King Lear

King Lear Question #3: Consider the wisdom of King Lear’s fool. Look closely at the interplay between Lear and his fool and at the speeches of the fool, which offer instruction to the king. Look for connection the play makes between Lear’s fool and the other “fools” in the play – Cordelia, Kent, and Poor Tom. King Lear’s fool is undoubtedly one of the wisest characters in the play. He is not only able to accurately analyze a situation which many other characters are blind to, but he is also able to foreshadow the actions of many characters and many other incidents to come.

The main instruction the fool gives to the king is to beware of doing things that are unnatural, such as giving his inheritance, (splitting his kingdom among his daughters) to his daughters before he his dead. By doing this unnaturally, Lear must face many adverse consequences, such as losing his identity, self-worth, and respect from his daughters. Many connections between the fool and Cordelia, Kent and Poor Tom are evident, mainly because they all remain true to the King throughout the entire play. Also, all four of them are not rewarded for their loyalty in the beginning and Cordelia and Kent are both “banished” from the kingdom by Lear. These four are the true selfless characters in the play, all a source virtue that the other characters lack.

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1. “Mark it, nuncle: Have more than thou showest, Speak less than thou knowest, Lend less than thou owest, Ride more than thou goest, Learn more than thou trowest, Set less than thou throwest, Leave thy drink and thy whore, And keep in-a-door, And thou shalt have no more Than two tens to a score.” (I, IV, 115.) -One significant irony in the play is the wisdom the Fool has. This advice the Fool is giving to Lear carries a great weight in foreshadowing mistakes, and solutions for them that Lear will make. -The Fool’s constant advice to Lear goes unheeded by Lear, but ironically is the best advice for him to take. -The main message the Fool is trying to tell Lear is be careful what you give in accordance to what you have. -More clearly, the Fool is warning Lear that giving up his Kingdom (a necessity for Lear) before his time was unwise.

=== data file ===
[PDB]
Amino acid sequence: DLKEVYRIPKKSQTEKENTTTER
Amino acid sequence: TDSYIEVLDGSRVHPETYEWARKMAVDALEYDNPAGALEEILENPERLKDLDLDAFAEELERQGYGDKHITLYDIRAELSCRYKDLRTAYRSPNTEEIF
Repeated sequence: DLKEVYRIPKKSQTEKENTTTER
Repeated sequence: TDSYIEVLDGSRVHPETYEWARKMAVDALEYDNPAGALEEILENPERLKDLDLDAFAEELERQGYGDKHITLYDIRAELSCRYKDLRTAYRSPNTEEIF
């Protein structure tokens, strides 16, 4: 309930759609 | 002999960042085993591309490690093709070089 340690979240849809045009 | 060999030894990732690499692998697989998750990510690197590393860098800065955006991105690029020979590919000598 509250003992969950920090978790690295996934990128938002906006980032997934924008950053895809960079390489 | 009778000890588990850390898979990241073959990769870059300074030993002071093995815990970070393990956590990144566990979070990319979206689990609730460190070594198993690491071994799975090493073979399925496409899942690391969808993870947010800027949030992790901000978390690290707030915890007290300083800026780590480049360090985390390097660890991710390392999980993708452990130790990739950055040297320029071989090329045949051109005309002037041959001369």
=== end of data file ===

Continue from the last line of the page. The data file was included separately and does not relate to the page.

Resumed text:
2. “Then ’tis like the breath of an unfee’d lawyer; you gave me nothing for’t. Can you make no use of nothing, nuncle?” (I, IV, 127.) -The Fool’s question to Lear “Can you make no use of nothing .. ” is not really a question concerning what Lear has given the Fool, but a direct question of Lear’s life. He had given away all he had to his daughters, which meant he literally had nothing.

What the fool meant is that having nothing, he (Lear) cannot expect to make anything of it. -The Fool is pointing out to Lear the obvious foolishness in giving away all he had to his two undeserving daughters. -Ironically, Lear truly is the fool in this story, and even more ironically the Fool is one of the wisest characters. 3. “That lord that counseled thee To give away thy land, Come place him here by me; Do thou for him stand.

The sweet and bitter fool Will presently appear: The one in motley here, The other found out there.” (I, IV, 138.) -The Fool is showing the error in Lear’s way. He hinting that whoever put such a stupid idea in Lear’s head should be punished according to Lear’s future suffering. -Also, it is possible the Fool suspects that whoever counseled Lear to make the decision to split up his kingdom among his daughters was in fact an adversary (possibly Oswald) of either Goneril or Regan, and would now be “here”, in life’s favor, while Lear would be “found out there”, outside of life’s favor, more specifically in the rain. 4. “All the other titles thou has given away; that thou wast born with.” (I, IV, 147.) -The Fool is sarcastically speaking his feelings on the foolishness of Lear giving away his inheritance and power too soon.